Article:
What makes people better fly fishermen (or fisherpersons ;)) is to learn how to change up your casting stroke with different rods, using them in different conditions with different lines and different flies. Doing the same wood chopping type of cast will only get you so far, as with anything in life. It really comes down to big performance improvements doesn't necessarily come from the equipment, as much as the casting technique(s) themselves. However, with improvements in your casting, then you can start taking advantage of the more technically advanced rods. But mind you, when you go up the ladder (intermediate rods to high end rods), the improvements will just be splitting hairs, compares to other rods on each level, but how the rod bends, feels and behaves for your casting still will be the key to selecting the right rod for you, withing your budget. I've had several rods in a certain line of rods and several more of another brand and model and another here and there to fill in the gaps for other fishing situations.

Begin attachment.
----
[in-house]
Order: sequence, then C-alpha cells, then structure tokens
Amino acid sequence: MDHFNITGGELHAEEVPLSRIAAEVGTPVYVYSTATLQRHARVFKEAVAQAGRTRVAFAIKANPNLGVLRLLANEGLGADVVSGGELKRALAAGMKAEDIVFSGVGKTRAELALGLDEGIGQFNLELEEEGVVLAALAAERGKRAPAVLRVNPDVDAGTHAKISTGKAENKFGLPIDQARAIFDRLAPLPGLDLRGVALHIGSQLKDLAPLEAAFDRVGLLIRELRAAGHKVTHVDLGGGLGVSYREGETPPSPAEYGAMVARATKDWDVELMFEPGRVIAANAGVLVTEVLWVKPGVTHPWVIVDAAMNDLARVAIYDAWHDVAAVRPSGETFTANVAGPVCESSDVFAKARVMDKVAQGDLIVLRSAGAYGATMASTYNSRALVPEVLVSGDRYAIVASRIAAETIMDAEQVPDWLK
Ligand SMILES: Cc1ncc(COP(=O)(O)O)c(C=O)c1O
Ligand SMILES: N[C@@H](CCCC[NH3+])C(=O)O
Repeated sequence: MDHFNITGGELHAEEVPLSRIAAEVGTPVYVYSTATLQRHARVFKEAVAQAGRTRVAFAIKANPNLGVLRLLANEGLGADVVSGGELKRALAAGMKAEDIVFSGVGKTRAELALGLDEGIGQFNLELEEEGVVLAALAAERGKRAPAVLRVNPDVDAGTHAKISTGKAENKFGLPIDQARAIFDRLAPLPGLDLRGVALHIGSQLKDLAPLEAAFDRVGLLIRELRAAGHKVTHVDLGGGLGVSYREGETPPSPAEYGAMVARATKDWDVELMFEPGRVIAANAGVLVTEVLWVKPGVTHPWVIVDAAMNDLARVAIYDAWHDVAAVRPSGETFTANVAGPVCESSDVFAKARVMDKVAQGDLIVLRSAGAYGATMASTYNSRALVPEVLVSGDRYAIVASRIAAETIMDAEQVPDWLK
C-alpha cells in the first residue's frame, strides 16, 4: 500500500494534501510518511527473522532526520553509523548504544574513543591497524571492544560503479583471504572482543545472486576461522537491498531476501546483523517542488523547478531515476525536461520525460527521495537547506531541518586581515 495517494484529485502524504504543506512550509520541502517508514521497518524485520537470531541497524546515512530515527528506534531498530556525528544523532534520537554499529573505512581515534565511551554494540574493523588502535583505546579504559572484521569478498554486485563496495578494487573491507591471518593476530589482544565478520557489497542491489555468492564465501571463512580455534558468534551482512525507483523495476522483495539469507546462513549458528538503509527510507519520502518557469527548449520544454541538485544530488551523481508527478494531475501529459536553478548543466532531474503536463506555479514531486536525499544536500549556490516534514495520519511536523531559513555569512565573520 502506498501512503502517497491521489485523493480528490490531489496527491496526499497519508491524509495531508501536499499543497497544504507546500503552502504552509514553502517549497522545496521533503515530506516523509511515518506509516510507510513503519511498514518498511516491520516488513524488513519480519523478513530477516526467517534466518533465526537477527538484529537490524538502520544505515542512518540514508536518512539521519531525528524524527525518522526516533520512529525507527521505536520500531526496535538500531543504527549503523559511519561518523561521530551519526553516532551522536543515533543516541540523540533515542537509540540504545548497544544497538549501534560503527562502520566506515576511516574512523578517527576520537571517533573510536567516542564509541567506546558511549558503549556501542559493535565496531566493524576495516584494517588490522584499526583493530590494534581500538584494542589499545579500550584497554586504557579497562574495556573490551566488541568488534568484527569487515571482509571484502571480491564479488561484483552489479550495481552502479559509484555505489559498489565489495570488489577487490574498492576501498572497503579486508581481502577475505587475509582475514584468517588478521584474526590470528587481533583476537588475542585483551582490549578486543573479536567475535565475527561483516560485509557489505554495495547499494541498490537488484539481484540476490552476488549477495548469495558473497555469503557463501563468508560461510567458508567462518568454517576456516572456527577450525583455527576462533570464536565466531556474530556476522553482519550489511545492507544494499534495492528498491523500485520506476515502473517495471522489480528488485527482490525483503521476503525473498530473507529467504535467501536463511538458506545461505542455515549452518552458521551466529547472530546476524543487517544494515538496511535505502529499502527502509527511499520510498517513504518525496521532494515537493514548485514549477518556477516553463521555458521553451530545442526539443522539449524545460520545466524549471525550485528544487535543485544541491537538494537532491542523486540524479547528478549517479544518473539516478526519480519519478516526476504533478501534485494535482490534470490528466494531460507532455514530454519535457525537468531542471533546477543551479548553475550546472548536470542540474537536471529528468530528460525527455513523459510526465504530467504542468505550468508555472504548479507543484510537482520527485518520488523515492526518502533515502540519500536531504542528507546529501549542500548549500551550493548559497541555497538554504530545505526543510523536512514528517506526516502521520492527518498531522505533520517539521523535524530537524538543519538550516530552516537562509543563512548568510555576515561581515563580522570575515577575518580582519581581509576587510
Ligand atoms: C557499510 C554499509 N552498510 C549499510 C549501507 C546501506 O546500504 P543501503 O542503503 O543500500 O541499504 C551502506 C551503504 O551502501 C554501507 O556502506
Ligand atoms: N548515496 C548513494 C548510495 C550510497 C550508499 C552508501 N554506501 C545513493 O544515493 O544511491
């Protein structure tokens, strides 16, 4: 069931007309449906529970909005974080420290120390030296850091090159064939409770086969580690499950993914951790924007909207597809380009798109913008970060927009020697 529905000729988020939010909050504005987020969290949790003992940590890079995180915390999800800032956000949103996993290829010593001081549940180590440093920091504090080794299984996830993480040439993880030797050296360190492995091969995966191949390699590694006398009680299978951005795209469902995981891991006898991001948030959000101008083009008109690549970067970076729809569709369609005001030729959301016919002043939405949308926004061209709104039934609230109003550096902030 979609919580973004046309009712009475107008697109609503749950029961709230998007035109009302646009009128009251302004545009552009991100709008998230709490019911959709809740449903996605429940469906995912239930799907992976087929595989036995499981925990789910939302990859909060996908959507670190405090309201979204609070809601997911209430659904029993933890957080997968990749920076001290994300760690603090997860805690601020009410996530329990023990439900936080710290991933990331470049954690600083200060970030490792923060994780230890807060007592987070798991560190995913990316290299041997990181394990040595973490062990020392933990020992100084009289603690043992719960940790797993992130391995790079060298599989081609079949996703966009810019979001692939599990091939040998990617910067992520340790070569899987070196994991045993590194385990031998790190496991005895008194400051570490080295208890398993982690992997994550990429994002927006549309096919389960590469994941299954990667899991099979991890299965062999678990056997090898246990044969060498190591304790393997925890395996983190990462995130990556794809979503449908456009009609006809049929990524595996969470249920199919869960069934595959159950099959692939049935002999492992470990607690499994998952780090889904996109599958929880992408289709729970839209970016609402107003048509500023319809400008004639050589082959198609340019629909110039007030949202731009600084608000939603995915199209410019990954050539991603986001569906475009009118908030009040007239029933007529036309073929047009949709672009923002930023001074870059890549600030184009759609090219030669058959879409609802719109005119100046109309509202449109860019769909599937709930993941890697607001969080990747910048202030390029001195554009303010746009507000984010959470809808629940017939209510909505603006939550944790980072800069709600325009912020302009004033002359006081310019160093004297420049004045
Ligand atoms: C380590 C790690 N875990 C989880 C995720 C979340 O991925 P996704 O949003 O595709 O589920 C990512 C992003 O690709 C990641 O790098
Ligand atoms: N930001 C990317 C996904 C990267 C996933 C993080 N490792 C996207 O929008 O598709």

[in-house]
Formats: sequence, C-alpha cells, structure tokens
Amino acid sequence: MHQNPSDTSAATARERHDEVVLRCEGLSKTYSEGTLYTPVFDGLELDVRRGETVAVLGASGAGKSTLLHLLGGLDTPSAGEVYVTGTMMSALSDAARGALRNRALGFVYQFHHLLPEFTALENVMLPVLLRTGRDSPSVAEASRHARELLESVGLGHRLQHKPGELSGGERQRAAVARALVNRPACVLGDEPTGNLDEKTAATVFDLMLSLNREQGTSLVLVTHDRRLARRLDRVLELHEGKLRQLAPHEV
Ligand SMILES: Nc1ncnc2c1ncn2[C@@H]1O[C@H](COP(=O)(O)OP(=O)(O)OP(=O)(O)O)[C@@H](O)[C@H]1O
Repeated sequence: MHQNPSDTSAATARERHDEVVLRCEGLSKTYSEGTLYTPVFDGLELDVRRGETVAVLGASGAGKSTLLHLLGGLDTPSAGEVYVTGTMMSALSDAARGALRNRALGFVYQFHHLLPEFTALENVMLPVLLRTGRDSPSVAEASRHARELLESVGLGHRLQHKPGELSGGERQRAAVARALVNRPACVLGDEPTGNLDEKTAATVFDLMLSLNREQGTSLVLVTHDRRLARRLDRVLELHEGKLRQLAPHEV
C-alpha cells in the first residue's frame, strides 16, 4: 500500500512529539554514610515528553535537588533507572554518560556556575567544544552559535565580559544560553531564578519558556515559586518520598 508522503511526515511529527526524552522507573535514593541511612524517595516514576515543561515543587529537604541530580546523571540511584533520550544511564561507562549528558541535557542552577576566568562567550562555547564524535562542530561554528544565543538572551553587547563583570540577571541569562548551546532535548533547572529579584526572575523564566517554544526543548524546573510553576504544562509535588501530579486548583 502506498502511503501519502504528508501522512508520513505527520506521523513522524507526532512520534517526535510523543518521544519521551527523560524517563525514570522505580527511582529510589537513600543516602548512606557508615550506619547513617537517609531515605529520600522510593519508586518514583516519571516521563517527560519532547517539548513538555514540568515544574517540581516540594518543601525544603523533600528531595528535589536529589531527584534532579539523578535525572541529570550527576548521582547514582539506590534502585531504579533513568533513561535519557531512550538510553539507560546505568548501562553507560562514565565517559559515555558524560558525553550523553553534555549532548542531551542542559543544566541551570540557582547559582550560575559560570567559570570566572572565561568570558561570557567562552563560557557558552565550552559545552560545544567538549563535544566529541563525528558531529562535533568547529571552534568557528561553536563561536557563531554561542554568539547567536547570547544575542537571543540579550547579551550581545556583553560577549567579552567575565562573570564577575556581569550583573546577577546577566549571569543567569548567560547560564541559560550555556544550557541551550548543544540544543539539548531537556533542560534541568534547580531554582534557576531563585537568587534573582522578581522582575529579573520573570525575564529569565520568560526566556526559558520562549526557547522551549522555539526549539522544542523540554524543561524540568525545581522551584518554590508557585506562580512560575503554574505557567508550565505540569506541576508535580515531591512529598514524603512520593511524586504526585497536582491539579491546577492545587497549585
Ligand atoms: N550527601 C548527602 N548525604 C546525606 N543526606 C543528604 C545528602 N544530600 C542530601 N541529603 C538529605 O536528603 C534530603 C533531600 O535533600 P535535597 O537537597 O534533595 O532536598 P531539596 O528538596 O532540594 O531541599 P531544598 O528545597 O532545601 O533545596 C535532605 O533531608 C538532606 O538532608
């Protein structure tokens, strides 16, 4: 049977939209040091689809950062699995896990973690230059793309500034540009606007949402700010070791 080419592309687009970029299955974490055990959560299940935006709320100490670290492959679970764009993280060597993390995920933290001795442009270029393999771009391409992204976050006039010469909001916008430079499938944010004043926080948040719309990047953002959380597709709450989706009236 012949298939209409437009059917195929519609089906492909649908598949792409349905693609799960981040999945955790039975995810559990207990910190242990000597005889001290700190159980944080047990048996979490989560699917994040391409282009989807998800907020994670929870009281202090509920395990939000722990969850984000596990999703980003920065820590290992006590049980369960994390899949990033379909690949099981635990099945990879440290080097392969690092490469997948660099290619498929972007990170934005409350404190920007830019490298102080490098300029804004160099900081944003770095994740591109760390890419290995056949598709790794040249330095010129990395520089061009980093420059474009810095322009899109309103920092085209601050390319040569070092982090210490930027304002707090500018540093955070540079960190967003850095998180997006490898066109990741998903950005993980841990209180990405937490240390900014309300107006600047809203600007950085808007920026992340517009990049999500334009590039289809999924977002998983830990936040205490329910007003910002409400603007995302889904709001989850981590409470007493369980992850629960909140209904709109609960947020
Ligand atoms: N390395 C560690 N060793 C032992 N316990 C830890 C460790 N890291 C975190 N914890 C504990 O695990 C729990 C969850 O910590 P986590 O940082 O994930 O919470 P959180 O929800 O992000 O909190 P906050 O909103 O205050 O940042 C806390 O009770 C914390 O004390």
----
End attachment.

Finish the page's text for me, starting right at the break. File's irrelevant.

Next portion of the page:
That being said, I see some people run out and buy the best equipment on the market, thinking it's going to make them a better caster, when in fact, it doesn't help much and may even effect their cast in a negative way, unless they change up some things. I can catch just as many fish and cast just as effortlessly with a $150 fly rod, as some people can with a $1100 fly rod. Is it the equipment? Hummm....:rolleyes: ;)

Ted Haas
 

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What Ted said!

My short answer is that different rod weights have different feel for a real (see what I did there) reason. The key important factor in a 6 wt is in most cases much different than the most important factor for a 10 wt.
 

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Alternatively, you may find a rod series, or sequence of models in a series, you love and that works great for your fishing, and then you end up with a bunch of them.